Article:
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Circular motion and Net force

  1. Jan 17, 2013 #1
    1. The problem statement, all variables and given/known data
    Circular Motion.PNG

    In my physics book (Young and Freedman 12 edition), in the chapter about conservation of energy, it teaches me that I can use the theory of conservation of energy and discover the velocity at the bottom of a circular path, having the height of this circular path. I understand and am ok with that part, however, there's another thing that I don't understand.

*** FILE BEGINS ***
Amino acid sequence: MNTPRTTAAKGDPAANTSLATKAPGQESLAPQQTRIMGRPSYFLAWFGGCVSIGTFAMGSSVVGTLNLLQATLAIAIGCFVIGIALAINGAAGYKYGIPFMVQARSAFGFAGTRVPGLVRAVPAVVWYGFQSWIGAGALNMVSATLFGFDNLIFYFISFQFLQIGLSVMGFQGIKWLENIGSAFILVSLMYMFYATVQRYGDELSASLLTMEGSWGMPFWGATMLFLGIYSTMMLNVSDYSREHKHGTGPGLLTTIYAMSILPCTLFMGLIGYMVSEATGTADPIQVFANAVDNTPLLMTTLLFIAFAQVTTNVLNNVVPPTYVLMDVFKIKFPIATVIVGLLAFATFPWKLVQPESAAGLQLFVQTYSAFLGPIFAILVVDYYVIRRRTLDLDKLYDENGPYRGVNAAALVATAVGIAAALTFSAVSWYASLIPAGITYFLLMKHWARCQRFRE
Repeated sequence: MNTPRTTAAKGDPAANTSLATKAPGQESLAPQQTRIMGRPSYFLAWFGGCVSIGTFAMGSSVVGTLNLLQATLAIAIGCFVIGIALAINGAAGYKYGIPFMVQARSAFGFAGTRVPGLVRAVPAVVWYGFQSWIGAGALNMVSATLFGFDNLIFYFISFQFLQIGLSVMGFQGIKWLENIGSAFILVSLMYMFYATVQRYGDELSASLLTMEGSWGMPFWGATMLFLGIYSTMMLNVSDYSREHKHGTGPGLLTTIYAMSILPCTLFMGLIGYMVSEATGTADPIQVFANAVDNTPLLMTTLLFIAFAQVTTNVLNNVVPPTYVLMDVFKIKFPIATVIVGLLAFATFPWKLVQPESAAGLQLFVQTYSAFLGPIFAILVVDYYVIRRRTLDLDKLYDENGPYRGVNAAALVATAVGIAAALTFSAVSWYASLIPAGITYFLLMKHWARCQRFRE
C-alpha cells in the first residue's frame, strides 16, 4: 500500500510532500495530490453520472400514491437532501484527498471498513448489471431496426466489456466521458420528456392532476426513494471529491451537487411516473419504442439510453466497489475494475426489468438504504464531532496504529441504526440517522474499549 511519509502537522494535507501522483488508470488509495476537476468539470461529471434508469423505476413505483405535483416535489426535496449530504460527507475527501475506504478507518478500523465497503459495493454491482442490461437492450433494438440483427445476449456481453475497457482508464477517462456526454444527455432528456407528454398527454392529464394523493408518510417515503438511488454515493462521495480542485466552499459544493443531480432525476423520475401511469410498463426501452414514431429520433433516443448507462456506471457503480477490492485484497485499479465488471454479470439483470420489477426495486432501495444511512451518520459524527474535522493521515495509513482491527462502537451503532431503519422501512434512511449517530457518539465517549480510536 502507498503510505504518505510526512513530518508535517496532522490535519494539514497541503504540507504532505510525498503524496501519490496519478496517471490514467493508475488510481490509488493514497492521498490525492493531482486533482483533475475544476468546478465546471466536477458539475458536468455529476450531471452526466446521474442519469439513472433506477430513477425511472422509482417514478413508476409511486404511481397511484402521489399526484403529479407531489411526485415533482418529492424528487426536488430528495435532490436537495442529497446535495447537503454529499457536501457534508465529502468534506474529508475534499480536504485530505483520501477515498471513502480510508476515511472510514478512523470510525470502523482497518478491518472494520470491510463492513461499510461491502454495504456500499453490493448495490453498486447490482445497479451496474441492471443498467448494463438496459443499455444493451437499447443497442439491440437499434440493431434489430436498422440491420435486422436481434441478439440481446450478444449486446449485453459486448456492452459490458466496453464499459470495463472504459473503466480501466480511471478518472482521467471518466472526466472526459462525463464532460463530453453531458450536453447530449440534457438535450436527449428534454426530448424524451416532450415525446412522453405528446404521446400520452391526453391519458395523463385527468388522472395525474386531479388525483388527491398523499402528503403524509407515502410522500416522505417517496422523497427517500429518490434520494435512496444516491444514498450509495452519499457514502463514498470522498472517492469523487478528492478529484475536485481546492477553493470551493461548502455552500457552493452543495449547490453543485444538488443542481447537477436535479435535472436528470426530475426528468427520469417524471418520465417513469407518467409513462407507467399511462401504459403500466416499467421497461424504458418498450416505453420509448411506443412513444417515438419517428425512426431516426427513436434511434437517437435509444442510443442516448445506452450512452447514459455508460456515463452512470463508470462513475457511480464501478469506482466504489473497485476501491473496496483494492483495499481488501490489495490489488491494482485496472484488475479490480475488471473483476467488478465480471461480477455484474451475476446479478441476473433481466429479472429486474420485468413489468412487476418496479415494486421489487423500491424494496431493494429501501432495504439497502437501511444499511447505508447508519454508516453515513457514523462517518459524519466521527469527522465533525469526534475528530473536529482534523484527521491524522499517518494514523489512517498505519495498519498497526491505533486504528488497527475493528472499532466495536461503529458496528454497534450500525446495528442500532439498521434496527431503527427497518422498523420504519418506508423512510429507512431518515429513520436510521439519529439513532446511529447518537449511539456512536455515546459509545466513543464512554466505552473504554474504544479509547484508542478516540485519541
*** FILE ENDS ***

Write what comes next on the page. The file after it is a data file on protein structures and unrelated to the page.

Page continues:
Suppose this image, if we calculate the velocity at the bottom, and then the net force, we will discover that the normal force is in fact applying 735 Newtons. Well, here's the thing, as soon as the circular paths ends and the "straight" path begins, the normal force will be simply equal to the weight again(245N), why does this happen? What I mean is, what in the circle magically makes the normal increase this much?
     
  2. jcsd
  3. Jan 17, 2013 #2

    haruspex

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    As you know, a body with no forces acting on it will move at a constant speed in a straight line. To make the skater complete the arc requires a centripetal force. As the skater descends he speeds up, so the centripetal force is greatest just before the arc levels out.
     
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